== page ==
"You are always taught to submit to your elders," said Liverman, "and I just thought, I'm not submitting to my elders. I just felt real guilty. I made a conscious decision that, 'from now on, I wasn't going to think about any more things myself. I remember feeling a lot of peace, really, because I didn't have to think for myself anymore."
"I remember praying that God would kill me. Praying that he would kill me inside so I wouldn't fight anymore, because I was always fighting against the grain of the group. I always had my own opinions and sometimes they weren't in line with everybody else's opinion. The snapping came because throughout this all I started getting more and more discouraged about myself. 'Man, I've got too many opinions.' I remember just praying and praying that God would just kill me, kill me, kill me, kill me.
"There was this part inside of me that was getting in the way of what I thought he wanted me to be, totally moldable, yielding to whatever anybody else wanted, very submissive, disgustingly submissive.
"When I made that decision I noticed an incredible amount of peace. I felt no more problems, because there wasn't any more struggle in me. I didn't have to worry about what I wanted or what I thought, because that didn't matter any more at all."
"I came home from work ... I was going through a real stressful period, because there was this guy I liked that I was not allowed to initiate with. I looked at some clothes on my chair, and got really sad. I thought I used to know that person ... and I felt inside that that person was gone, or almost gone, and I felt very sad. But at the same time I was very happy because I thought, 'Oh yeah! I'm becoming more Christ-like. Yeah! I'm finally gone, finally rid of things that were in the way of everything God wants me to be.'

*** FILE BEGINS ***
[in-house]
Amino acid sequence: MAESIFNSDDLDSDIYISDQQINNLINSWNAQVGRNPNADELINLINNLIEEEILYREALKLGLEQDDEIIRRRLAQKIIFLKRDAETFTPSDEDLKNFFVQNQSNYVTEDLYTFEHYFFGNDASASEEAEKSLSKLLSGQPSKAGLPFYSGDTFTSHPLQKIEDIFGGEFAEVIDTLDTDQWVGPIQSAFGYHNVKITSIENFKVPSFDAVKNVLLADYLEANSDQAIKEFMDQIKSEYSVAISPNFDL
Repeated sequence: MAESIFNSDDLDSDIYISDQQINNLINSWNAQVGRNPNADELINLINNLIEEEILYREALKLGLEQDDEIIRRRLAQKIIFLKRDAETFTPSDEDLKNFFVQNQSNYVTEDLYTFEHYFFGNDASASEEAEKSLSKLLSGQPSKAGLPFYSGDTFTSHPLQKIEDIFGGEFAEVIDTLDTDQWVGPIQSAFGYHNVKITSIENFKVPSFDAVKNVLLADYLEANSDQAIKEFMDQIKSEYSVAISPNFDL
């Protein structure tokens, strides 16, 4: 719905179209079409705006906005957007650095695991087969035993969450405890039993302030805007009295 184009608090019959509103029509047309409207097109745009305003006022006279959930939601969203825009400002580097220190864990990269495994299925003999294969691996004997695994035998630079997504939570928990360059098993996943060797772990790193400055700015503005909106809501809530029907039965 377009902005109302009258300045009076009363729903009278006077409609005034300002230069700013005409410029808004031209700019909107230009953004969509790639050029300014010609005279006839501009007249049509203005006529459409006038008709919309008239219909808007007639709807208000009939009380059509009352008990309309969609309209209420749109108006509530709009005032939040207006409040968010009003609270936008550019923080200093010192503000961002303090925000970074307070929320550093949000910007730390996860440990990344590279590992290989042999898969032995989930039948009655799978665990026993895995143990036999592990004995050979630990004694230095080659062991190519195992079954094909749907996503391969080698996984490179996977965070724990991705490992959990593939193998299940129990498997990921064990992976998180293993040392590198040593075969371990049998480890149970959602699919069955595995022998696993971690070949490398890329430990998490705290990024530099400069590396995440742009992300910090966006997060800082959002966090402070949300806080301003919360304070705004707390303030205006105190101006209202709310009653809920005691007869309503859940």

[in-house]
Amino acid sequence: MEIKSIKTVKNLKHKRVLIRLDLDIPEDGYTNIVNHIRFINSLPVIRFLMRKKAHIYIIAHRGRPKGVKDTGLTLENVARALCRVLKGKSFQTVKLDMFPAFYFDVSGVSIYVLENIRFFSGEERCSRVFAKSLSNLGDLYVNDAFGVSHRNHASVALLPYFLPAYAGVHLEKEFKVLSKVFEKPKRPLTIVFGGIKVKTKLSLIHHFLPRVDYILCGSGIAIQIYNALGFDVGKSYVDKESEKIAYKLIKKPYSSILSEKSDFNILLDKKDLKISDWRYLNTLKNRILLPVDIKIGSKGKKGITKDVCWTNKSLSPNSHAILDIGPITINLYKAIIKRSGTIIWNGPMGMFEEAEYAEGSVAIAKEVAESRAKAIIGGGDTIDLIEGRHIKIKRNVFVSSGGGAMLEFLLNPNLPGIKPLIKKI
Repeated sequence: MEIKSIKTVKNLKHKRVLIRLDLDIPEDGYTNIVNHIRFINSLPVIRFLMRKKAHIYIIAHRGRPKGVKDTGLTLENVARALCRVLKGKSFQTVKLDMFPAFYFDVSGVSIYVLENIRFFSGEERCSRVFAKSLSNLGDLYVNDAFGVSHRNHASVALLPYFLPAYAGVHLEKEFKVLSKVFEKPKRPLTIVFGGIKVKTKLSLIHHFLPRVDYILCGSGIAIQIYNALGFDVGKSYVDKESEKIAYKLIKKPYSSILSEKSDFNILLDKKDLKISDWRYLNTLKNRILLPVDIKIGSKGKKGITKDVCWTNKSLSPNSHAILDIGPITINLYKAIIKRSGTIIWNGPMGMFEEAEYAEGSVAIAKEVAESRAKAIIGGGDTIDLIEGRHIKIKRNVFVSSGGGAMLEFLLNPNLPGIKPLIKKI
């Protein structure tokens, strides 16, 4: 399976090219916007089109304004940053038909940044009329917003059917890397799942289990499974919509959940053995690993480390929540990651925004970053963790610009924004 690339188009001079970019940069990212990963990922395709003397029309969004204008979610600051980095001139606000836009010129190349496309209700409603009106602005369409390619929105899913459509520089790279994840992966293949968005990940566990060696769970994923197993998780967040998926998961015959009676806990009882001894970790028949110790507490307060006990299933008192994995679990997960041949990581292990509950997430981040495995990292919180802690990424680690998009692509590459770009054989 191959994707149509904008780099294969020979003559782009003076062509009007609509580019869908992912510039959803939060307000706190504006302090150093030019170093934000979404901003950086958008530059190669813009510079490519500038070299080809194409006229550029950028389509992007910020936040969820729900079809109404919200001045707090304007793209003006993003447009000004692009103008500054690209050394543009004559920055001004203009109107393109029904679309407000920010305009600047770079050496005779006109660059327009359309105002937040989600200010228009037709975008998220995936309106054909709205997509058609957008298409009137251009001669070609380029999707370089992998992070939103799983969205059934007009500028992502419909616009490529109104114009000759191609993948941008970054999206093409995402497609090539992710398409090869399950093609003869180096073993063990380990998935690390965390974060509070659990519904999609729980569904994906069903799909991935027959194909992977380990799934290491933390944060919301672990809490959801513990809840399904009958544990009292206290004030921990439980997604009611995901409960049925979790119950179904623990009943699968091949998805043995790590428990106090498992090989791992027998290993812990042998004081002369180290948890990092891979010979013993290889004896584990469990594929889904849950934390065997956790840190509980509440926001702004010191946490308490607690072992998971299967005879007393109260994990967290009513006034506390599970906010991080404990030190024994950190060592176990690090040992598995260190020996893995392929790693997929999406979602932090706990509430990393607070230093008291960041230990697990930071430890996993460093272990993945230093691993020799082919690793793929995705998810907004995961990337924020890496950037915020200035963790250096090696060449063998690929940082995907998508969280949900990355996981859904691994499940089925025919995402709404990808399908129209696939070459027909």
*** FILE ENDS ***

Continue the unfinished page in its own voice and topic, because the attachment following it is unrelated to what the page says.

"At the end of the summer of 1984 I was afraid to go anywhere by myself. People that were close to me were leaving me.
"I was supposed to go to Tennessee to take my brother back to school and it was my parents' 25th anniversary. In the car my brother kept saying, 'No matter what, Mom and Dad love you.'
"I played Christian' tapes on the car stereo, Around 11 a.m. my parents said they wanted to stop and look at some property. (We turned off the highway) and I felt my parents were up to something. We walked up to this house and there was this man and I shook his hand, he seemed pretty nice. My parents shut the door behind me. I got real upset. 'We're sorry we lied to you, but we wanted you to talk to this man about your church. There are things you don't know about.' I felt betrayed. We were all crying. My parents tried to give me a hug, and I drew back.
"That first day was just awful. (The deprogrammer and I) talked for about two hours. I looked at him and said, 'You're one of those deprogrammers, right?' and he said, 'I prefer to call myself an exit counselor,' kind of smiling, I looked at him with disgust. I thought, 'You're sick, you slanderer.' I thought of saying, 'You fat slob, you call yourself a Christian,' but didn't because I felt sorry for him. He showed me some video tapes (on mind control). Around 1 p.m. I asked him if I could take a walk. I thought of getting away."
"I didn't know who to trust. The paranoia of somebody watching me returned. I was gone (from the house) for two hours. They came to pick me up in the car, about a mile from the house. I was too scared to escape. We went back to the house and finished watching a video tape. Around 5 p.m. Suzanne, a friend who had left the Towson GCI group and was deprogrammed in 1984, and another deprogrammer came to the house. I slept in the lower bunk, glad to see Suzanne. But I was angry at her. She cried."
"The next day, we started again. I fought their information all the way. I said, 'Prove it!' They showed me tapes of different groups."
"They drew parallels between the tapes and Great Commission. They told me I was the toughest case they had ever had. I was at that house for eight days. I never conceded that they were right, but I was too drained to go back to Great Commission. I was afraid enough of the inconsistencies they showed me to reconsider. I thought, one, I was happy in there (GCI). My responsiblity to God is to find out the truth. And, two, if this stuff was wrong, could I still follow it and say I was following Christ?"
"Then they drove me back to Dulles (Airport) and when I got I on the plane, I started to feel nicely toward the deprogrammers, but at the same time, though, I found myself emotionally opposed to something I was doing, like I was being spiritually molested. I was on my way to a rehabilitation center in Iowa.